“What’s the best diet for weight loss?”
“How do I lose fat, not muscle?”
“What is water weight?”
With more than two in three adults in the U.S. overweight or obese — and about 50 percent of those folks actively trying to lose weight — it’s more important than ever to make sure you’re getting the most accurate information about weight loss.
The foundation, of course, is a healthy, balanced diet with consistent, challenging workouts.
But have you ever wondered where all that fat that you’re working so hard to lose actually goes?
Where Does Fat Go When You Lose Weight?
While burning more energy than you take in is the root of weight loss, when fat is burned, the vast majority of it is exhaled as carbon dioxide into thin air. (mind=blown)
According to Australian researcher and physicist Ruben Meerman, Ph.D., and colleagues, 84 percent (or 8.4 of every 10 pounds) of fat burned is exhaled as carbon dioxide.
The remaining 16 percent leaves the body as water through urine, sweat, tears, breath, and other bodily fluids. And no, before you ask, you can’t lose weight simply by breathing more.
(Pro tip: Need some ideas on how to lose that fat? Here are 100 Ways to Lose Weight.)
Where Does Fat Go When You Gain Weight?
Ever wonder where fat goes when you gain weight? If so, consider yourself lucky because most of us know exactly where it goes. (Hello, face and hips!)
In younger women, excess fat tends to accumulate in adipose tissue located around the hips, thighs, and buttocks (think: “pear-shaped”), as well as the breasts. Females store fat all over but tend to carry it predominantly in the hips, thighs, and buttocks when they’re younger (i.e., premenopause). During and after menopause, excess fat increasingly begins to accumulate around the abdomen.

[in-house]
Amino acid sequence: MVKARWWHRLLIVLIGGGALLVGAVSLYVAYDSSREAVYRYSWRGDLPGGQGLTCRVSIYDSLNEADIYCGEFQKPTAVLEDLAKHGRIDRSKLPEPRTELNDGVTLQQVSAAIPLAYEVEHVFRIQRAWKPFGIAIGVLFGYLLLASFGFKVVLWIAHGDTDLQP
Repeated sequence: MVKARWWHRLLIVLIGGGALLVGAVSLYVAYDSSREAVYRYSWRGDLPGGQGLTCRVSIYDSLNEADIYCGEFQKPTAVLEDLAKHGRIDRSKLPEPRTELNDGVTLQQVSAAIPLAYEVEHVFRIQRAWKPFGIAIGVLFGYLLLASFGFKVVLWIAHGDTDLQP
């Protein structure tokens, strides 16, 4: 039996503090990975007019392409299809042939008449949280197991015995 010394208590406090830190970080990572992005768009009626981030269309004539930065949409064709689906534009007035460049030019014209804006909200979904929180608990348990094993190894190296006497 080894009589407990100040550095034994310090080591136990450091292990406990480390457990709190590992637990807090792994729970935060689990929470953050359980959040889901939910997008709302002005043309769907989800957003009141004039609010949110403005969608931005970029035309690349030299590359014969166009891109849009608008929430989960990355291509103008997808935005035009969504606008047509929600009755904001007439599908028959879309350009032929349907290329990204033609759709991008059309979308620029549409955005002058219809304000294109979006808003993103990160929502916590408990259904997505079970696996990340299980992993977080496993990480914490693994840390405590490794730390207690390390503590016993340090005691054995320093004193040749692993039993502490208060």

Men tend to take on more of an “apple” shape, storing excess fat predominantly around their belly region. Unlike women, this typically doesn’t change during their lifetime — bad news for those growing beer bellies.
Of course, if you’re doing strength-training workouts like those in Body Beast and eating well, you’re probably gaining weight that isn’t fat: It’s muscle.
Contrary to popular belief, muscle doesn’t weigh more than fat — a pound is a pound regardless of its composition. The confusion stems from the fact that muscle is more dense than fat, so it appears to weigh more by volume. In other words, a pound of muscle takes up less space than a pound of fat.
So, if you’re getting stronger and you’re smaller in size, but you’re seeing the number on the scale go up a bit, it’s likely due to the “lean mass” (aka muscle) you’re building.
The Two Types of Body Fat
Just as all bodies are not created equal, not all body fats are equal, either. Pears, apples, and other shapes aside, the color and the location of your body fat are probably just as important as the amount you’re packing when it comes to your health.
You’ll be pleased to know not all body fat is bad. Let’s take a closer look at the different types of body fat:
White fat makes up the majority of fat in your body. Its primary purpose is energy storage, but white fat also pads and insulates the body, helping protect vital organs and maintain body temperature. It also produces a form of estrogen and several appetite-regulating hormones.
According to the American College of Sports Medicine, healthy body fat percentages range from 20 to 32 percent for women and 10 to 22 percent for men.
While body fat percentage can provide information regarding overall health and disease risk, getting an accurate reading typically requires expensive, hard-to-find equipment.
The good news is that body mass index (BMI) and waist circumference correlate well with fat mass percentage in large populations.
Waist circumference, which is an indicator of belly fat, should be less than 35 inches for women and 40 inches for men. A BMI between 18.5 and 24.9 is considered within normal range, while those above are classified as overweight or obese.